Rotational transition

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A rotational transition is an abrupt change in angular momentum in quantum physics. Like all other properties of a quantum particle, angular momentum is quantized, meaning it can only equal certain discrete values, which correspond to different rotational energy states. When a particle loses angular momentum, it is said to have transitioned to a lower rotational energy state. Likewise, when a particle gains angular momentum, a positive rotational transition is said to have occurred.

Rotational transitions are important in physics due to the unique spectral lines that result. Because there is a net gain or loss of energy during a transition, electromagnetic radiation of a particular frequency must be absorbed or emitted. This forms spectral lines at that frequency which can be detected with a spectrometer, as in rotational spectroscopy or Raman spectroscopy.

Diatomic molecules

Molecules have rotational energy owing to rotational motion of the nuclei about their center of mass. Due to quantization, these energies can take only certain discrete values. Rotational transition thus corresponds to transition of the molecule from one rotational energy level to the other through gain or loss of a photon. Analysis is simple in the case of diatomic molecules.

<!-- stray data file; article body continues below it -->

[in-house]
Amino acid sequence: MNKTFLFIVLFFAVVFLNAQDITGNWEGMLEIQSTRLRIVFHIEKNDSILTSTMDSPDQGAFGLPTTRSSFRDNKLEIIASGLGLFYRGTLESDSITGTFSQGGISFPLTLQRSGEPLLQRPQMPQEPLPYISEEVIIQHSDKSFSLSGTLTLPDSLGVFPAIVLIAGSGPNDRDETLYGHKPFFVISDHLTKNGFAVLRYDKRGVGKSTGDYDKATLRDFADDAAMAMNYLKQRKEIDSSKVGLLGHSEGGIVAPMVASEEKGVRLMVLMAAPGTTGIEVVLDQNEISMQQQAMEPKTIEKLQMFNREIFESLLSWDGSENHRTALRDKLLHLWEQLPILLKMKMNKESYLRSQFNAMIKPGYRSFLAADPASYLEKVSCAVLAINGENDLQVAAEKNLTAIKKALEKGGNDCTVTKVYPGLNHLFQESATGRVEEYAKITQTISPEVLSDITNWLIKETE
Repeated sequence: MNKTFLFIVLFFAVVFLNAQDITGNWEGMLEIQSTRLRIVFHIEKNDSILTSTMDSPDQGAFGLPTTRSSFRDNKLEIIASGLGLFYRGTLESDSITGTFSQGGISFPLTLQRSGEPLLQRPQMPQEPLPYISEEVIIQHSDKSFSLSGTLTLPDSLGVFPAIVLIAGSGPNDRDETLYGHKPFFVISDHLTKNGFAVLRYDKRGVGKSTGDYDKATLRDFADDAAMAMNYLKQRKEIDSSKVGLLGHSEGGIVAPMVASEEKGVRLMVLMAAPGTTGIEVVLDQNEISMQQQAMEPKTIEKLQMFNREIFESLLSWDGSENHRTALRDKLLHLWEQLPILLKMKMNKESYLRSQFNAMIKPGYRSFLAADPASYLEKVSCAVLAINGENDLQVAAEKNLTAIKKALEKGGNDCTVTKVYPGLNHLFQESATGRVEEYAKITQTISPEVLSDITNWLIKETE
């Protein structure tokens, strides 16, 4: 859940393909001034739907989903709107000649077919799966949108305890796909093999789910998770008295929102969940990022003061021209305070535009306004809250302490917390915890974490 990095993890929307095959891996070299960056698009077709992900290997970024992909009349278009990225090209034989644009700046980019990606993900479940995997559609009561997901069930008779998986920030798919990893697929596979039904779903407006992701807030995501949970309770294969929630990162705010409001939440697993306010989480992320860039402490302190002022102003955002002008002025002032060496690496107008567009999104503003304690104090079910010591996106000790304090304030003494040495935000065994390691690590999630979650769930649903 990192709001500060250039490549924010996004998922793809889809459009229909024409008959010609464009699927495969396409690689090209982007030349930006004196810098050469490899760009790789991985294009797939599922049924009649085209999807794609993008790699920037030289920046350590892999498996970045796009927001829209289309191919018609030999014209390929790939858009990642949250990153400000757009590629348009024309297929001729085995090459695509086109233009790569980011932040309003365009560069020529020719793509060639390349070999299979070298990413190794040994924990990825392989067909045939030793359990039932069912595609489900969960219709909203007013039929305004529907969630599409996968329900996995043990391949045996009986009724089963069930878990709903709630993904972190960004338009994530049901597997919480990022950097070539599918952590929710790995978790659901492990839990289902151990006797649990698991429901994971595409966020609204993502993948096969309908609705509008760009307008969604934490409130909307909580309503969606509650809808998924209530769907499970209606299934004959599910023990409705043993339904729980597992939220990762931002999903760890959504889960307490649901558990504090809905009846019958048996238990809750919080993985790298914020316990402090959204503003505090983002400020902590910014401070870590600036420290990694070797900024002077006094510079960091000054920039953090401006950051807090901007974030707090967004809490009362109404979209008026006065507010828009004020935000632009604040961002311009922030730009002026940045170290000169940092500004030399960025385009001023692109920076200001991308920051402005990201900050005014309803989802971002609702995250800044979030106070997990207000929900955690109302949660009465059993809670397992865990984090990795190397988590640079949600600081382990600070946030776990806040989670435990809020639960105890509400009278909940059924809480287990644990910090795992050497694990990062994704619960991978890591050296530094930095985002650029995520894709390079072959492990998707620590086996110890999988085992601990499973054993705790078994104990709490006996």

Nuclear wave function

Quantum theoretical analysis of a molecule is simplified by use of Born–Oppenheimer approximation. Typically, rotational energies of molecules are smaller than electronic transition energies by a factor of m/M ≈ 10−3 – 10−5, where m is electronic mass and M is typical nuclear mass.[1] From uncertainty principle, period of motion is of the order of Planck's constant h divided by its energy. Hence nuclear rotational periods are much longer than the electronic periods. So electronic and nuclear motions can be treated separately. In the simple case of a diatomic molecule, the radial part of the Schrödinger Equation for a nuclear wave function Fs(R), in an electronic state s, is written as (neglecting spin interactions)